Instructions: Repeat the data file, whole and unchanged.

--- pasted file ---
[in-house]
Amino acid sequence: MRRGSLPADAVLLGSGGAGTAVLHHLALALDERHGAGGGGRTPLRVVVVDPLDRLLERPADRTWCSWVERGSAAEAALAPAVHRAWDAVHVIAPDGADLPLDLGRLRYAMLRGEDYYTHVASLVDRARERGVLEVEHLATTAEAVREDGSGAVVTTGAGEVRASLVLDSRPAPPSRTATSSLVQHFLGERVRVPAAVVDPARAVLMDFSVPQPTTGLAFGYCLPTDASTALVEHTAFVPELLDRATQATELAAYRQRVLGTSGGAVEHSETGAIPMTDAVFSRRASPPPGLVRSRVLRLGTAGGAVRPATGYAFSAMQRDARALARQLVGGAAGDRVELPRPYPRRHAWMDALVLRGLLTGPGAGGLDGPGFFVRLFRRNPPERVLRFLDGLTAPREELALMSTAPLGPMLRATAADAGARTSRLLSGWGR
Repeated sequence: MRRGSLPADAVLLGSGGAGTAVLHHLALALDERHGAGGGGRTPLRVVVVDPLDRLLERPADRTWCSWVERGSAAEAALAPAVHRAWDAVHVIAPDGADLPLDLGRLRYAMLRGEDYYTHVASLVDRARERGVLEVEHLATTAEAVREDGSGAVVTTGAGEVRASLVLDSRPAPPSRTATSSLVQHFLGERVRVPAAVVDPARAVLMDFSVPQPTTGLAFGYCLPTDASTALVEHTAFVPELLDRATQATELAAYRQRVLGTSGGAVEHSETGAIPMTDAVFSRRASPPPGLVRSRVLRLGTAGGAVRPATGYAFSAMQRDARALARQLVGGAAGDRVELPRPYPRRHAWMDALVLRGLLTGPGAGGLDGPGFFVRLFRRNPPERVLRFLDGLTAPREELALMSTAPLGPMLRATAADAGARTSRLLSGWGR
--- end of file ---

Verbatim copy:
[in-house]
Amino acid sequence: MRRGSLPADAVLLGSGGAGTAVLHHLALALDERHGAGGGGRTPLRVVVVDPLDRLLERPADRTWCSWVERGSAAEAALAPAVHRAWDAVHVIAPDGADLPLDLGRLRYAMLRGEDYYTHVASLVDRARERGVLEVEHLATTAEAVREDGSGAVVTTGAGEVRASLVLDSRPAPPSRTATSSLVQHFLGERVRVPAAVVDPARAVLMDFSVPQPTTGLAFGYCLPTDASTALVEHTAFVPELLDRATQATELAAYRQRVLGTSGGAVEHSETGAIPMTDAVFSRRASPPPGLVRSRVLRLGTAGGAVRPATGYAFSAMQRDARALARQLVGGAAGDRVELPRPYPRRHAWMDALVLRGLLTGPGAGGLDGPGFFVRLFRRNPPERVLRFLDGLTAPREELALMSTAPLGPMLRATAADAGARTSRLLSGWGR
Repeated sequence: MRRGSLPADAVLLGSGGAGTAVLHHLALALDERHGAGGGGRTPLRVVVVDPLDRLLERPADRTWCSWVERGSAAEAALAPAVHRAWDAVHVIAPDGADLPLDLGRLRYAMLRGEDYYTHVASLVDRARERGVLEVEHLATTAEAVREDGSGAVVTTGAGEVRASLVLDSRPAPPSRTATSSLVQHFLGERVRVPAAVVDPARAVLMDFSVPQPTTGLAFGYCLPTDASTALVEHTAFVPELLDRATQATELAAYRQRVLGTSGGAVEHSETGAIPMTDAVFSRRASPPPGLVRSRVLRLGTAGGAVRPATGYAFSAMQRDARALARQLVGGAAGDRVELPRPYPRRHAWMDALVLRGLLTGPGAGGLDGPGFFVRLFRRNPPERVLRFLDGLTAPREELALMSTAPLGPMLRATAADAGARTSRLLSGWGR